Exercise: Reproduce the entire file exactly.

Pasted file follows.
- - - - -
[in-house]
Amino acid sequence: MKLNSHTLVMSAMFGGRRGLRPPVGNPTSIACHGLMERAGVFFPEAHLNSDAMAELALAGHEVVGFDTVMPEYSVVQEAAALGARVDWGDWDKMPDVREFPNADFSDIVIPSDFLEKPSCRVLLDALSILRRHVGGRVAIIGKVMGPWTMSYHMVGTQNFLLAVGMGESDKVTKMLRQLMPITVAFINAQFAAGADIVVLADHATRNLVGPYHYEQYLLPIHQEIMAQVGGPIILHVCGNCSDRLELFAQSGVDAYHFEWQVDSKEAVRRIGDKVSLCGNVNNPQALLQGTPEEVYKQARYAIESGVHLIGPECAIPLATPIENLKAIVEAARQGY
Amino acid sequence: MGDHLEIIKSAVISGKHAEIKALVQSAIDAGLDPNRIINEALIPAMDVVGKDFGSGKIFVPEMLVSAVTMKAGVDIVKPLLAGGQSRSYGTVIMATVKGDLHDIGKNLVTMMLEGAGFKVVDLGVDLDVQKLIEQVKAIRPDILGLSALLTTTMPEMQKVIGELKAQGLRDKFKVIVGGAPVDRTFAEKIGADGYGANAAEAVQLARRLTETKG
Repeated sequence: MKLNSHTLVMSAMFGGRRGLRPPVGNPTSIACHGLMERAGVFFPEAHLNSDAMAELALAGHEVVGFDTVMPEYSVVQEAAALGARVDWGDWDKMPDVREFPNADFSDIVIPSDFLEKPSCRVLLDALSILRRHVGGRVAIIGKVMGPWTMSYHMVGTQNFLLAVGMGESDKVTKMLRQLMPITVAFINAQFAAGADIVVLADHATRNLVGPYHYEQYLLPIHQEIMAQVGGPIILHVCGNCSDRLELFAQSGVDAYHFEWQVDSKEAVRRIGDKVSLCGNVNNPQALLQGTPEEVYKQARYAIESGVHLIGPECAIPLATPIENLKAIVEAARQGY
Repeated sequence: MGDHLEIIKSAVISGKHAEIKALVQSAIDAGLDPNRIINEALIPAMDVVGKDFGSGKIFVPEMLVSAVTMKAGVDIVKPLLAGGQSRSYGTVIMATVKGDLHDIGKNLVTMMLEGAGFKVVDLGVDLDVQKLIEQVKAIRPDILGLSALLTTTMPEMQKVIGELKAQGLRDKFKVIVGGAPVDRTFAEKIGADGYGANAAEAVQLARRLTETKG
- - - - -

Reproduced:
[in-house]
Amino acid sequence: MKLNSHTLVMSAMFGGRRGLRPPVGNPTSIACHGLMERAGVFFPEAHLNSDAMAELALAGHEVVGFDTVMPEYSVVQEAAALGARVDWGDWDKMPDVREFPNADFSDIVIPSDFLEKPSCRVLLDALSILRRHVGGRVAIIGKVMGPWTMSYHMVGTQNFLLAVGMGESDKVTKMLRQLMPITVAFINAQFAAGADIVVLADHATRNLVGPYHYEQYLLPIHQEIMAQVGGPIILHVCGNCSDRLELFAQSGVDAYHFEWQVDSKEAVRRIGDKVSLCGNVNNPQALLQGTPEEVYKQARYAIESGVHLIGPECAIPLATPIENLKAIVEAARQGY
Amino acid sequence: MGDHLEIIKSAVISGKHAEIKALVQSAIDAGLDPNRIINEALIPAMDVVGKDFGSGKIFVPEMLVSAVTMKAGVDIVKPLLAGGQSRSYGTVIMATVKGDLHDIGKNLVTMMLEGAGFKVVDLGVDLDVQKLIEQVKAIRPDILGLSALLTTTMPEMQKVIGELKAQGLRDKFKVIVGGAPVDRTFAEKIGADGYGANAAEAVQLARRLTETKG
Repeated sequence: MKLNSHTLVMSAMFGGRRGLRPPVGNPTSIACHGLMERAGVFFPEAHLNSDAMAELALAGHEVVGFDTVMPEYSVVQEAAALGARVDWGDWDKMPDVREFPNADFSDIVIPSDFLEKPSCRVLLDALSILRRHVGGRVAIIGKVMGPWTMSYHMVGTQNFLLAVGMGESDKVTKMLRQLMPITVAFINAQFAAGADIVVLADHATRNLVGPYHYEQYLLPIHQEIMAQVGGPIILHVCGNCSDRLELFAQSGVDAYHFEWQVDSKEAVRRIGDKVSLCGNVNNPQALLQGTPEEVYKQARYAIESGVHLIGPECAIPLATPIENLKAIVEAARQGY
Repeated sequence: MGDHLEIIKSAVISGKHAEIKALVQSAIDAGLDPNRIINEALIPAMDVVGKDFGSGKIFVPEMLVSAVTMKAGVDIVKPLLAGGQSRSYGTVIMATVKGDLHDIGKNLVTMMLEGAGFKVVDLGVDLDVQKLIEQVKAIRPDILGLSALLTTTMPEMQKVIGELKAQGLRDKFKVIVGGAPVDRTFAEKIGADGYGANAAEAVQLARRLTETKG